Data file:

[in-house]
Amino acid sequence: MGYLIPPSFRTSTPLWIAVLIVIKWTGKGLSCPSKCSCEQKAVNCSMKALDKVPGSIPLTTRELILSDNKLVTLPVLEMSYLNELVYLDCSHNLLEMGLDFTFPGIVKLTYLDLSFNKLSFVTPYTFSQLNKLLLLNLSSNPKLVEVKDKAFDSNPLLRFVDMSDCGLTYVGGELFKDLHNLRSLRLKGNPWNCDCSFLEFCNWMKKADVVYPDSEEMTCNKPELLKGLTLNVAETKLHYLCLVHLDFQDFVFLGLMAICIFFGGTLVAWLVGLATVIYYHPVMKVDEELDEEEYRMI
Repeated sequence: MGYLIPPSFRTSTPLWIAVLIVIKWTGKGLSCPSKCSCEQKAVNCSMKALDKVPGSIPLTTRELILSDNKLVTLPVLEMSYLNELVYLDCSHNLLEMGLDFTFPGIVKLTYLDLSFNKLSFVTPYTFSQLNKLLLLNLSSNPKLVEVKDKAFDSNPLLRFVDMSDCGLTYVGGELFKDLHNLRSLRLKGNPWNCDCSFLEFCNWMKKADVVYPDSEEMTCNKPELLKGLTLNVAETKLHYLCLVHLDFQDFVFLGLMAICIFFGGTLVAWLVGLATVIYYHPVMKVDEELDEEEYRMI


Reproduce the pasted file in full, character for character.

[in-house]
Amino acid sequence: MGYLIPPSFRTSTPLWIAVLIVIKWTGKGLSCPSKCSCEQKAVNCSMKALDKVPGSIPLTTRELILSDNKLVTLPVLEMSYLNELVYLDCSHNLLEMGLDFTFPGIVKLTYLDLSFNKLSFVTPYTFSQLNKLLLLNLSSNPKLVEVKDKAFDSNPLLRFVDMSDCGLTYVGGELFKDLHNLRSLRLKGNPWNCDCSFLEFCNWMKKADVVYPDSEEMTCNKPELLKGLTLNVAETKLHYLCLVHLDFQDFVFLGLMAICIFFGGTLVAWLVGLATVIYYHPVMKVDEELDEEEYRMI
Repeated sequence: MGYLIPPSFRTSTPLWIAVLIVIKWTGKGLSCPSKCSCEQKAVNCSMKALDKVPGSIPLTTRELILSDNKLVTLPVLEMSYLNELVYLDCSHNLLEMGLDFTFPGIVKLTYLDLSFNKLSFVTPYTFSQLNKLLLLNLSSNPKLVEVKDKAFDSNPLLRFVDMSDCGLTYVGGELFKDLHNLRSLRLKGNPWNCDCSFLEFCNWMKKADVVYPDSEEMTCNKPELLKGLTLNVAETKLHYLCLVHLDFQDFVFLGLMAICIFFGGTLVAWLVGLATVIYYHPVMKVDEELDEEEYRMI